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COMPRESS(1)		  BSD General Commands Manual		   COMPRESS(1)

     compress, uncompress, — compress and expand data

     compress [-cfv] [-b bits] [file ...]
     uncompress [-cfv] [file ...]

     The compress utility reduces the size of the named files using adaptive
     Lempel-Ziv coding.	 Each file is renamed to the same name plus the exten‐
     sion “.Z”.	 As many of the modification time, access time, file flags,
     file mode, user ID, and group ID as allowed by permissions are retained
     in the new file.  If compression would not reduce the size of a file, the
     file is ignored.

     The uncompress utility restores the compressed files to their original
     form, renaming the files by deleting the “.Z” extension.

     If renaming the files would cause files to be overwritten and the stan‐
     dard input device is a terminal, the user is prompted (on the standard
     error output) for confirmation.  If prompting is not possible or confir‐
     mation is not received, the files are not overwritten.

     If no files are specified or a file argument is a single dash (‘-’), the
     standard input is compressed or uncompressed to the standard output.  If
     either the input and output files are not regular files, the checks for
     reduction in size and file overwriting are not performed, the input file
     is not removed, and the attributes of the input file are not retained.

     The options are as follows:

     -b	     Specify the bits code limit (see below).

     -c	     Compressed or uncompressed output is written to the standard out‐
	     put.  No files are modified.

     -f	     Force compression of file, even if it is not actually reduced in
	     size.  Additionally, files are overwritten without prompting for

     -v	     Print the percentage reduction of each file.

     The compress utility uses a modified Lempel-Ziv algorithm.	 Common sub‐
     strings in the file are first replaced by 9-bit codes 257 and up.	When
     code 512 is reached, the algorithm switches to 10-bit codes and continues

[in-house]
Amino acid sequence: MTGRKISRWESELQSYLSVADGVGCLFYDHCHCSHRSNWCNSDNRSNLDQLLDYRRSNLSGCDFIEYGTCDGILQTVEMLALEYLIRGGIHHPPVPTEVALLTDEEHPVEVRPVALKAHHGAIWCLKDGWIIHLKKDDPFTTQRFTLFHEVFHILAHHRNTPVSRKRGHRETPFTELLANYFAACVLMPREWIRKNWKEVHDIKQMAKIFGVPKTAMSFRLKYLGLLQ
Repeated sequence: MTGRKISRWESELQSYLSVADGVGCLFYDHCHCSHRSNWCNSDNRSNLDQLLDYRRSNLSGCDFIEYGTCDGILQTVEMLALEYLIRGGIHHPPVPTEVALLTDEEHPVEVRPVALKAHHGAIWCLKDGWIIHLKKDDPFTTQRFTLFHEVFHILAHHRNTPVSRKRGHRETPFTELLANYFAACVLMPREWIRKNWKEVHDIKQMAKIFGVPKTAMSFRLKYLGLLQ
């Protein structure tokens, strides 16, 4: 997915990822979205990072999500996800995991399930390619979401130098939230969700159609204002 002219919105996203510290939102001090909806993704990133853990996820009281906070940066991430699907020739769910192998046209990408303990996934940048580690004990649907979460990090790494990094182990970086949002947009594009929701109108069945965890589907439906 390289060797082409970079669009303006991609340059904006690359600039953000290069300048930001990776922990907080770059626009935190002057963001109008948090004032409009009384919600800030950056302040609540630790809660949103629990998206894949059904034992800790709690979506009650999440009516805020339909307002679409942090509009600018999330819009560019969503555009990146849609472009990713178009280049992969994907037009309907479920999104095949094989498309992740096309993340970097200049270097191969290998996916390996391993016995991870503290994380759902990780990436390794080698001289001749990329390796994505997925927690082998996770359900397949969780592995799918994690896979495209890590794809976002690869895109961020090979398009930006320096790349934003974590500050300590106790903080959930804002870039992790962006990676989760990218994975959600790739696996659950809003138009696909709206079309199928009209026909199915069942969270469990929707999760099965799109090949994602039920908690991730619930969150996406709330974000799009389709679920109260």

to use more bits until the limit specified by the -b flag is reached (the
     default is 16).  Bits must be between 9 and 16.

     After the bits limit is reached, compress periodically checks the com‐
     pression ratio.  If it is increasing, compress continues to use the
     existing code dictionary.	However, if the compression ratio decreases,
     compress discards the table of substrings and rebuilds it from scratch.
     This allows the algorithm to adapt to the next "block" of the file.

     The -b flag is omitted for uncompress since the bits parameter specified
     during compression is encoded within the output, along with a magic num‐
     ber to ensure that neither decompression of random data nor recompression
     of compressed data is attempted.

     The amount of compression obtained depends on the size of the input, the
     number of bits per code, and the distribution of common substrings.  Typ‐
     ically, text such as source code or English is reduced by 50-60%.	Com‐
     pression is generally much better than that achieved by Huffman coding
     (as used in the historical command pack), or adaptive Huffman coding (as
     used in the historical command compact), and takes less time to compute.

     The compress and uncompress utilities exit 0 on success, and >0 if an
     error occurs.

     The compress utility exits 2 if attempting to compress the file would not
     reduce its size and the -f option was not specified.

     gunzip(1), gzexe(1), gzip(1), zcat(1), zmore(1), znew(1)

     Welch, Terry A., "A Technique for High Performance Data Compression",
     IEEE Computer, 17:6, pp. 8-19, June, 1984.

     The compress and uncompress utilities conform to IEEE Std 1003.1-2001

     The compress command appeared in 4.3BSD.

BSD				 May 17, 2002				   BSD

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